Cars are becoming increasingly complex in the modern world. Nearly every car on the road has computers and sensors that electronically control the car’s critical systems, such as braking, steering, and the engine. Modern cars can also be equipped with an array of cabin amenities to make our driving experience more pleasant, like heated seats and infotainment systems (figure 1). Couple this with the rise in ADAS technology, even in middle-range models, and the modern car shapes up to be a challenging design problem, especially for the electrical systems and wiring harness engineers.
This increasing electro-mechanical complexity and density has a profound impact on first-pass success. If a design team does not address issues early in the design cycle then the product development can be delayed, and may even miss its launch goal.
The optimal strategy is to use a system that allows for ECAD and MCAD design data to be exchanged throughout the design process. Rather than integrating in arduous meetings that severely bottleneck the process, an incremental data exchange ensures that the ECAD and MCAD domains are compatible at each point in the design. This synchronization creates a steady line of communication between the electrical and mechanical engineers that increases productivity, reduces errors, and increases the chances of achieving first-pass success.
But, this is easier said than done. Electrical and mechanical engineers typically work with completely different tool sets and have completely different vocabularies. Many times they even reside in different physical locations. Mechanical and electrical CAD systems also have fundamentally different ways of presenting the structure of the same object. Generally speaking, physical and spatial attributes of an object do not directly relate to its functional or schematic view in the electrical domain.
Clearly there are plenty of barriers to ECAD-MCAD integration and, as a result, previous efforts to collaborate have met with limited success. Earlier ECAD-MCAD collaboration tools used everything from sticky notes, and email, to spreadsheets and marked up PDF files. These approaches fell far short for obvious reasons. As a result, many automotive product development teams resorted to internally developed software and processes for collaboration that had to be tested and verified with each new release of the underlying ECAD and MCAD tool suites. These locally developed software and processes were costly to maintain and required dedicated in-house support.
Thankfully, modern ECAD and MCAD tools are integrating at a much deeper level. A key feature of such integration is replacing the cumbersome file-based exchange of the XML method. With XML, integration depended on exporting a massive file of changes into a file system for the other engineers to retrieve and then import. Capital and NX support API level integration, where the two domains are directly connected to immediately update the design with changes or new information (figure 2). Engineers no longer swap XML files but are truly integrated at the data level via a robust mechanism. For instance, a Capital designer may publish a bill of materials for the wiring which can then be seamlessly integrated into NX.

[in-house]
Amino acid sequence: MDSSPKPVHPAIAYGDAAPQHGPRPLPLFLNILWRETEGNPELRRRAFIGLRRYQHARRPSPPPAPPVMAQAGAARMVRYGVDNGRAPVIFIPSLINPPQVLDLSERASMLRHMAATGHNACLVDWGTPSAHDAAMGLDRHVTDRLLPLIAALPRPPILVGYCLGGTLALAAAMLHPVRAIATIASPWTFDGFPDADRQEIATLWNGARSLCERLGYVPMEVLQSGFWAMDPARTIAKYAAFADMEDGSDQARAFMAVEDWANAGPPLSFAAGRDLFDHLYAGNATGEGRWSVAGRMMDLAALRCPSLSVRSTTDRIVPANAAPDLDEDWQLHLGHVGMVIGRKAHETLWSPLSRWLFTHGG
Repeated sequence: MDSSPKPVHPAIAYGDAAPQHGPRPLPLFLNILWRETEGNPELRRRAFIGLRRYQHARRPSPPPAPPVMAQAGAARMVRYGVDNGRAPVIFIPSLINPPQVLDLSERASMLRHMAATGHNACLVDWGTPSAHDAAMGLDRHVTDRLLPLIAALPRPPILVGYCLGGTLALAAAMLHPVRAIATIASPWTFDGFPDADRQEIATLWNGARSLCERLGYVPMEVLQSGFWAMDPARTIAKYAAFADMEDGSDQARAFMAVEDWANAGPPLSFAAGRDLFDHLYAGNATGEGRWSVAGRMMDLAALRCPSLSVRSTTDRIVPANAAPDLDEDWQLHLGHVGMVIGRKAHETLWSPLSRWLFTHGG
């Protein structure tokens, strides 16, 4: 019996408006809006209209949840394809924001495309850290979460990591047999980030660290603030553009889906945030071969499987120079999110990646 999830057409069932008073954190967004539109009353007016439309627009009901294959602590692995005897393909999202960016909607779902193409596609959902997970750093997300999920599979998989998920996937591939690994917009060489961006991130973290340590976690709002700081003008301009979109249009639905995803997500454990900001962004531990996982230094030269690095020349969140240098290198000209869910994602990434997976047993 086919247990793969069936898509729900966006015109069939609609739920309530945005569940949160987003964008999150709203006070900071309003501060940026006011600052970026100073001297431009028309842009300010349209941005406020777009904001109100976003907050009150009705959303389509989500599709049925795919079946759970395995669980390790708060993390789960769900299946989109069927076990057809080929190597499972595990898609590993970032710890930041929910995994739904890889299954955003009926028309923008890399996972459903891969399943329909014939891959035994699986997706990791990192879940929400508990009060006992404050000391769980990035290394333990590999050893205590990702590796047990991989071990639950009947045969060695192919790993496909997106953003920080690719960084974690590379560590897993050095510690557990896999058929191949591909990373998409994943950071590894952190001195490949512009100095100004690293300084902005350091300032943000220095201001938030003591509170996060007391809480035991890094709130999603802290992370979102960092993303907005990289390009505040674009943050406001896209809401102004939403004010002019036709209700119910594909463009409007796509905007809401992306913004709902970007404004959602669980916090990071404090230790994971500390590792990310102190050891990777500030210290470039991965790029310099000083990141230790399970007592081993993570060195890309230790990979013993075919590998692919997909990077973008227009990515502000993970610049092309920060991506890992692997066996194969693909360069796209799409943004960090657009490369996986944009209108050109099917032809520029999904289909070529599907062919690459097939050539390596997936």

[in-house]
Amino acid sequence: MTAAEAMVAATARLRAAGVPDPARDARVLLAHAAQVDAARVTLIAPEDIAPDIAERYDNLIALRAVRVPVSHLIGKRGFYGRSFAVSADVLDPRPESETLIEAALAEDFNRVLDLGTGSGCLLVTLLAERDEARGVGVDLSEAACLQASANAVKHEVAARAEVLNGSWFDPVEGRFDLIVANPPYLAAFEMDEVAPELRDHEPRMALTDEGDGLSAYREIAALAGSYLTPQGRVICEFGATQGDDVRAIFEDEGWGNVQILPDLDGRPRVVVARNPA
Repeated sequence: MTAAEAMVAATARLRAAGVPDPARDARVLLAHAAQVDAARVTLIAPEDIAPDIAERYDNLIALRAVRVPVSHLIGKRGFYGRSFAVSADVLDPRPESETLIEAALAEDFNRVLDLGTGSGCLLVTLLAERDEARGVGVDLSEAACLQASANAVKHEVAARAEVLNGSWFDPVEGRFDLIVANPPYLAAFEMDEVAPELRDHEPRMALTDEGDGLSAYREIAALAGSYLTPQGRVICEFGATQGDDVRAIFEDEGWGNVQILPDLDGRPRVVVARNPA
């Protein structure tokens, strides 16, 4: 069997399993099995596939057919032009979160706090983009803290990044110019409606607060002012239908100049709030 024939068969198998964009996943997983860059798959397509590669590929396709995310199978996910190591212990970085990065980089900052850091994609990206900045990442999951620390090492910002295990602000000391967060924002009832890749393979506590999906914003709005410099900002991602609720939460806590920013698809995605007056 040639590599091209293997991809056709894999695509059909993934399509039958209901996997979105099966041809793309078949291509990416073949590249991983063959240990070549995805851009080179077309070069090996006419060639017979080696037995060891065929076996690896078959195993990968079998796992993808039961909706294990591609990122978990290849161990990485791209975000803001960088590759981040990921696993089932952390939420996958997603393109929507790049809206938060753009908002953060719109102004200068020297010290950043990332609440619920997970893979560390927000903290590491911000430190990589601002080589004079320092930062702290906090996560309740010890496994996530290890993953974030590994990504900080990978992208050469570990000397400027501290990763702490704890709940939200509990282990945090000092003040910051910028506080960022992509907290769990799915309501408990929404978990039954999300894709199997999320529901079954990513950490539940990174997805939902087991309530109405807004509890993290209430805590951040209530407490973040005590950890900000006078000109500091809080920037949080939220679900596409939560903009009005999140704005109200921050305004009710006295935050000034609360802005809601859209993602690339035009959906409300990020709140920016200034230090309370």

Finally, in the last few years the electrical & electronic content in vehicles has exploded while the space available has remained constant. This means that more electronic content is packed into the same space, forcing all the wires in the car to be placed in tighter bundles. This greatly increases the chances of electro-magnetic and radio interference corrupting vital signals throughout the car. ECAD-MCAD co-design enables designers to understand signal routing in 3D space, and thus determine optimal routing to avoid electro-magnetic and radio interference.
ECAD-MCAD co-design has long been recognized as a potential enabler to increasing productivity and ensuring a robust design. With modern CAD tools, designers are able to synchronize their data more efficiently and collaborate more effectively on critical design items between domains, thereby ensuring that the design intent is properly implemented. As the electrical content of cars continues to expand, the benefits in design capability provided by ECAD-MCAD co-design will only continue to grow.
For more information, read our whitepaper Automotive ECAD-MCAD Co-Design Leads to First-Pass Success.